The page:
brought me another unexpected race late in the year - run by a fellow Thames Turbo
club member - a lovely 10km loop around Twickenham. Mostly along the river and with a couple of obstacles; some steps, a couple of bridges with bike barriers at each end and a kissing gate that really slowed the flow of runners for a while (I just hopped over the railings). The start and finish are at the White Swan pretty much on the river banks and there are loos right there, which is handy, and the pub were laying on a barbecue for after the race; even nicer!
Having run the Thames Turbo
half marathon a couple of weekends ago, and run it pretty hard only to have a relatively slow time as a result, I wasn't particularly positive going in to this 10K race. I've not been having the quickest 5km runs either and the level of effort I've had to put in to get a time that's more than 2 minutes slower than my 5K PB is just demoralising.
Sunday morning of the race and I still wasn't feeling all that confident in my speed, having been putting in silly slow 5K times with large effort for the last couple of months. We got up and had bacon and scrambled eggs with coffee and cream for breakfast then ambled into Twickenham to park and walk down to registration/start/finish at the White Swan
by the river. It was pretty quiet and a good time to arrive for Mr TOTKat
to be shown his marshalling spot and get a lovely hi-vis tabard to wear. A great big red inflatable start/finish hoop clearly marked where things were at, which was nice. What was a pleasant surprise was the 463 registered runners - about double what I was expecting.
|Start/Finish hoop and timing tent|
I was ready for a slippery mudfest for some of the course, having been warned of that, and had on my £24 New Balance MT101
s which are fabulously light, grippy and surprisingly good on concrete too. And we were off on the dot of 10am. After a few seconds I made it through the start hoop; I'd started a bit down the field with my pessimistic 1 hour or more predicted time. And we trotted down through a park, past Mr TOTKat
's turn point *wave* and the tide of runners went out. I let it. Early on in a race, many people go out too hard, don't pace well and you'll reel them in again later. Kitted out in my new club strip, I got a "GO TURBO!" from a couple of ladies by the path; which was nice :o)
Having felt pretty perky in the morning, I also didn't really experience the usual "Oh, I could stop now. There's no reason to push so hard, is there?" feelings in an appreciable way. As Noakes says, they usually kick in about 2/3rds the way into a race regardless of length, but today they didn't. I did, however, get a nasty stitch at about 32 minutes in and had to slow and walk through it for a minute before it was gone sufficiently to pick up to run again. In that minute about 8-10 people passed me (one helpfully checking I was OK "yep, just a stitch thanks!"), and I thought how annoyed I would be if I were them passing someone walking only to be overtaken by that person in a couple of minutes. Sorry! I had a bad stitch, I'm not one of those annoying people who run/walk shorter distances in races*.
|Race organisation beavering away|
So I overtook most of them again, maybe even all I didn't really notice. Having noticed 6km bleep on my Garmin, I was waiting for the 7km marker but it never came and the course headed into the town centre for a bit so there wasn't a convenient spot for the markers any more.
|Pretty, riverside route.|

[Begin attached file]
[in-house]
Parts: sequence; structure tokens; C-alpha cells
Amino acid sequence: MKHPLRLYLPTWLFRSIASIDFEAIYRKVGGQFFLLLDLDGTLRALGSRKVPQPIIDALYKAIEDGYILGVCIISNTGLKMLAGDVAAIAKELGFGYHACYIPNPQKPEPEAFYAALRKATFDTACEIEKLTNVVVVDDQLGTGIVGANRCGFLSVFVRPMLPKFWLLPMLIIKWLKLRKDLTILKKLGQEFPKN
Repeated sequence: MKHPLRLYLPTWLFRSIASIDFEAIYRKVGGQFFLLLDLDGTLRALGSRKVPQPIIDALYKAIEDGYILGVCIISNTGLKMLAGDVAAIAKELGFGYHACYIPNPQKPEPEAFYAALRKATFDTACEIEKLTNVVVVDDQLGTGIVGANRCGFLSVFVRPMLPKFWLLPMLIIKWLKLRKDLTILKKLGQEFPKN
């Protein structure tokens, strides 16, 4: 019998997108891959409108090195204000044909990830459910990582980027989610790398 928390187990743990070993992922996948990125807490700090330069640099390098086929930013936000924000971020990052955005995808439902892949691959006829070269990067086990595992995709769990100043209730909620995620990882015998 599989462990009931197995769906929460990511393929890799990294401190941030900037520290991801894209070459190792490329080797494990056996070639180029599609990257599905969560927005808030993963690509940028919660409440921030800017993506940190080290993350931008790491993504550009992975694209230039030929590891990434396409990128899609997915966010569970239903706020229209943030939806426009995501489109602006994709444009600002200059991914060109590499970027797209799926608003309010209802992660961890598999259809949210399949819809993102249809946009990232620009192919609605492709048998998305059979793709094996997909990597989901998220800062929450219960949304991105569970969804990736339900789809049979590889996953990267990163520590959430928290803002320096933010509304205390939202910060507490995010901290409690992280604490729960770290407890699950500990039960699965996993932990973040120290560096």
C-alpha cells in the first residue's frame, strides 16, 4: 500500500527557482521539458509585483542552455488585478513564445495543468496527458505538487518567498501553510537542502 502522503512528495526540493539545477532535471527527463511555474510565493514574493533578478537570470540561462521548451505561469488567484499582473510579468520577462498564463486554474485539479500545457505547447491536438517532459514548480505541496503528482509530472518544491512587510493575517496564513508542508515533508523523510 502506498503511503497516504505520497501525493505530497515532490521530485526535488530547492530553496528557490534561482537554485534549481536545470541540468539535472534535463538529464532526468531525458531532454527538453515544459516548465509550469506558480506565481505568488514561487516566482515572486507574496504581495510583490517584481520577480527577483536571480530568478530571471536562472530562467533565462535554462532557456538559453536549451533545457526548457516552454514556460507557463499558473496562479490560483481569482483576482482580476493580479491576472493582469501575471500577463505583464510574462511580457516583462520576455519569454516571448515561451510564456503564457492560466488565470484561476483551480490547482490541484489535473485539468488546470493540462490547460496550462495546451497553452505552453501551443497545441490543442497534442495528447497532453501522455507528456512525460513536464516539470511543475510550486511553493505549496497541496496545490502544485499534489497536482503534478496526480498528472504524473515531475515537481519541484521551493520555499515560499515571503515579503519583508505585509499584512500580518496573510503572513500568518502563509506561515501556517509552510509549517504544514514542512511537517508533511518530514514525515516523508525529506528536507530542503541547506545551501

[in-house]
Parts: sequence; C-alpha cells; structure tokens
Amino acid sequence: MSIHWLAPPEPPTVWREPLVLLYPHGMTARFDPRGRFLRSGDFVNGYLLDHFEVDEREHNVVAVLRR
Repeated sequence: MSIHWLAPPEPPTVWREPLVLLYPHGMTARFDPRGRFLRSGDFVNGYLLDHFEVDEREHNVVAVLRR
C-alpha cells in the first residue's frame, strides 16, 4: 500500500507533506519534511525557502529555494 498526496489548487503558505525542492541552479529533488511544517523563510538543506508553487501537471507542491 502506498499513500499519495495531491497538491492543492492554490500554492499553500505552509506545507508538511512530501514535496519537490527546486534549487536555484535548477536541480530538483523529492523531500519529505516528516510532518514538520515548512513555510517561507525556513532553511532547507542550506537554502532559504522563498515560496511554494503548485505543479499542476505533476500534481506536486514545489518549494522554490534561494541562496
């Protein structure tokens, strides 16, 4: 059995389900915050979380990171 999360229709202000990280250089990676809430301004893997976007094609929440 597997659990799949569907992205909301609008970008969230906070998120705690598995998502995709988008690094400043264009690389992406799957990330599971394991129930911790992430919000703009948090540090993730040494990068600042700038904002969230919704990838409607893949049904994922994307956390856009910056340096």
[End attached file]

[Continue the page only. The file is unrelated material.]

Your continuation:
The 8km marker turned up way before expected (and my Garmin said it was
at 7.34km). There were a fair few people without GPS watches who
thought they were flying when they saw that; oops! I was pretty pleased
that my pacing had been wonderfully even through the run to that point
and thought I'd try a little extra speed soonish to get that last km
knocked out faster.
|Nice even pace (km 7 was stitch time)|
And, lookit! With a nicely evenly paced preceding 9km (apart from 7th km where I had to walk out the stitch), I threw in a final km that was 20s+ quicker. Very nice! But my happiness turned to huge disappointment as I approached the finish hoop (feeling like now was a good time to be able to stop running so hard) and I saw the timer saying 1:05:xx (or so I thought). How could I have put in a 65 minute 10km!? Not fair at all, seeing how well I'd paced! And then I looked down at my heart rate monitor to stop it and saw it saying 00:54:xx and I looked up at the timer again to realise it was showing the time and was awfully formatted - it was, in fact, 10:54:xx 6 minutes to 11am :o) Muuuuch better!
|Nice cadence :o)|
|Spot the stile and stitch|
|Spot the stile and stitch|
All in all a lovely race and I'm pleased with how it went. Nice, even pacing, worked through the stitch, ran straight through the mud and puddles (rather than mincing around the sides of them), shoes were perfectly grippy on all of the surfaces, and I put in a cracking effort at the end. Job done.
More pace/speed improvements to come as I work on stuff over the coming few months and I've got every confidence in putting in a sub 50 minute 10km at some point in the not too distant future.
* - If run/walk is your strategy for distances less than a (standalone) marathon, I mean you. Yes, you. You're ANNOYING! If you can't run the whole distance, don't race; or... man up in the race and force yourself. Train more/better and finish a race in an honourable way! (Any courses with appreciably evil hills are exempt from this - walk all you need to!)
Rargh! Fully agree on the footnote. Speaking of which, you should come and enter the St. Neot's Half Marathon next year. Everyone finishes that running. I don't think I saw one person walking, even on the rather unpleasant hills.ReplyDelete
It's incredibly well organised, the route's fantastic and everyone's so happy the whole way around.